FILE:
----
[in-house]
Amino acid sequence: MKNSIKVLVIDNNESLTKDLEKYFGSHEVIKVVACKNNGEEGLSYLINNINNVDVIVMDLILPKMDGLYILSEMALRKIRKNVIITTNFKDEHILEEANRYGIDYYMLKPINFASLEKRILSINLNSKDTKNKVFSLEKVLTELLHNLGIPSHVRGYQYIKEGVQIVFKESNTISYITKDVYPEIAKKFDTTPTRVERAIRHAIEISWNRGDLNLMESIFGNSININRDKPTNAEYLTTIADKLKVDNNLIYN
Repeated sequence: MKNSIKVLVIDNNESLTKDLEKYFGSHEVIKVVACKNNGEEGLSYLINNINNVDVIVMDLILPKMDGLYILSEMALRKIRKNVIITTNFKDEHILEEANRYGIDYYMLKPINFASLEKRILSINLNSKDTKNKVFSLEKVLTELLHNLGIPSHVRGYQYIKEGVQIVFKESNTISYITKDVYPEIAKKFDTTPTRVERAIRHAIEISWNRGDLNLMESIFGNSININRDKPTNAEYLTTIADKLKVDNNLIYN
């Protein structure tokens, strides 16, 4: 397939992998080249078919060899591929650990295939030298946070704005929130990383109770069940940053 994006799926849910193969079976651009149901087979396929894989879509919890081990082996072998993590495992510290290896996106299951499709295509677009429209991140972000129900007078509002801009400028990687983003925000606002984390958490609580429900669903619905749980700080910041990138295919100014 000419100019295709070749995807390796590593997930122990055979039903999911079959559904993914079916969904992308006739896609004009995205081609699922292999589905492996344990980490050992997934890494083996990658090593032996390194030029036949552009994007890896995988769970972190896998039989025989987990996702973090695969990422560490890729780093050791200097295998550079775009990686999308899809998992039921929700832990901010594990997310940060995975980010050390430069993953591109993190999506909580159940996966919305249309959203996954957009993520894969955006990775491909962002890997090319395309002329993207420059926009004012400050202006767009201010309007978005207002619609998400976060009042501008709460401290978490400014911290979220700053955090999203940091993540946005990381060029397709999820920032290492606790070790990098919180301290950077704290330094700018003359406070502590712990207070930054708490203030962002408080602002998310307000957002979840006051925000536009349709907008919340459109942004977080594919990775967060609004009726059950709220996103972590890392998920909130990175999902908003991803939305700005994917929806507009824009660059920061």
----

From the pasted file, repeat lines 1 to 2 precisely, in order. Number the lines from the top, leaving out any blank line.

[in-house]
Amino acid sequence: MKNSIKVLVIDNNESLTKDLEKYFGSHEVIKVVACKNNGEEGLSYLINNINNVDVIVMDLILPKMDGLYILSEMALRKIRKNVIITTNFKDEHILEEANRYGIDYYMLKPINFASLEKRILSINLNSKDTKNKVFSLEKVLTELLHNLGIPSHVRGYQYIKEGVQIVFKESNTISYITKDVYPEIAKKFDTTPTRVERAIRHAIEISWNRGDLNLMESIFGNSININRDKPTNAEYLTTIADKLKVDNNLIYN